• Introduced in C++11
  • Usually two ways of approaching problems:
    • unique_ptr + raw pointers ("observers")
    • shared_ptr + weak_ptr/observer_ptr
Type Shared ownership Take ownership
std::unique_ptr<T> No Yes
raw pointers No No
std::shared_ptr<T> Yes Yes
std::weak_ptr<T> No No

Unique pointer

  • std::unique_pointer<T>
    • The unique pointer owns the object
    • When the unique pointer is destructed, the underlying object is too
  • std::experimental::observer_ptr<T>
    • Unique Ptr may have many observers
    • This is an appropriate use of raw pointers (or references) in C++
    • Once the original pointer is destructed, you must ensure you don't access the raw pointers (no checks exist)
    • These observers do not¬†have ownership of the pointer

Unique pointer: Usage

#include <memory>
#include <iostream>

int main() {
  std::unique_ptr<int> up1{new int};
  std::unique_ptr<int> up2 = up1; // no copy constructor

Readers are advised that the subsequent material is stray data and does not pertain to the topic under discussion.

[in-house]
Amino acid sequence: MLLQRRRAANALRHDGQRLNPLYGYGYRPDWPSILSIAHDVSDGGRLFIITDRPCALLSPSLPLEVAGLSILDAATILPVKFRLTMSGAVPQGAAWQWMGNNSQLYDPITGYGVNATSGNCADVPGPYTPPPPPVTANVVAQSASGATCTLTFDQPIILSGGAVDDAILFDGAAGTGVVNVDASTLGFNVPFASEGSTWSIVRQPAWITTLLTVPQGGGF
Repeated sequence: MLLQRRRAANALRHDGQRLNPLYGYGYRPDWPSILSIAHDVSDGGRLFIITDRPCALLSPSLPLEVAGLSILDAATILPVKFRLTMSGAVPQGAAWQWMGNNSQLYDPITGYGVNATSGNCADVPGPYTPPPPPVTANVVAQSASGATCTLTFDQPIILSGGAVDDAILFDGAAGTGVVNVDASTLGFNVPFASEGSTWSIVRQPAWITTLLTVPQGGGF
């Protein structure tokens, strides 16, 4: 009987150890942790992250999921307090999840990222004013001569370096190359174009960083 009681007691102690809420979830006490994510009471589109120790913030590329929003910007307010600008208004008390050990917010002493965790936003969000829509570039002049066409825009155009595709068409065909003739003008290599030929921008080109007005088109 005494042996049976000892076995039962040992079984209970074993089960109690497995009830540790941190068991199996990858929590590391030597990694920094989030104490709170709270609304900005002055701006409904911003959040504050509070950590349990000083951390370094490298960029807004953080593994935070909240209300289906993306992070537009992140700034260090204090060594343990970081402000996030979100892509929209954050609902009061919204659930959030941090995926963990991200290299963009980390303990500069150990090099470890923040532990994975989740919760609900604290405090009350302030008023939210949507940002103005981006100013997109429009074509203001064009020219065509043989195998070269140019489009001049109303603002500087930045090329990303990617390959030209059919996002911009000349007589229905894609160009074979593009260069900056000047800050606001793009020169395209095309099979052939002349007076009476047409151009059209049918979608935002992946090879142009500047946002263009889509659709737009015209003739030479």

std::unique_ptr<int> up3;
  up3 = up2; // no copy assignment
  
  up3.reset(up1.release()); // OK
  std::unique_ptr<int> up4 = std::move(up3); // OK
  std::cout << up4.get() << "\n";
  std::cout << *up4 << "\n";
  std::cout << *up1 << "\n";
}

Can we remove "new" completely?

Observer Ptr: Usage

#include <memory>
#include <experimental/memory>
#include <iostream>

int main() {
  int *i = new int;
  std::unique_ptr<int> up1{i};
  *up1 = 5;
  std::cout << *up1 << "\n";
  std::experimental::observer_ptr<int> op1{i};
  *op1 = 6;
  std::cout << *op1 << "\n";
  up1.reset();
  std::cout << *op1 << "\n";
}

Unique Ptr Operators

#include <memory>
#include <experimental/memory>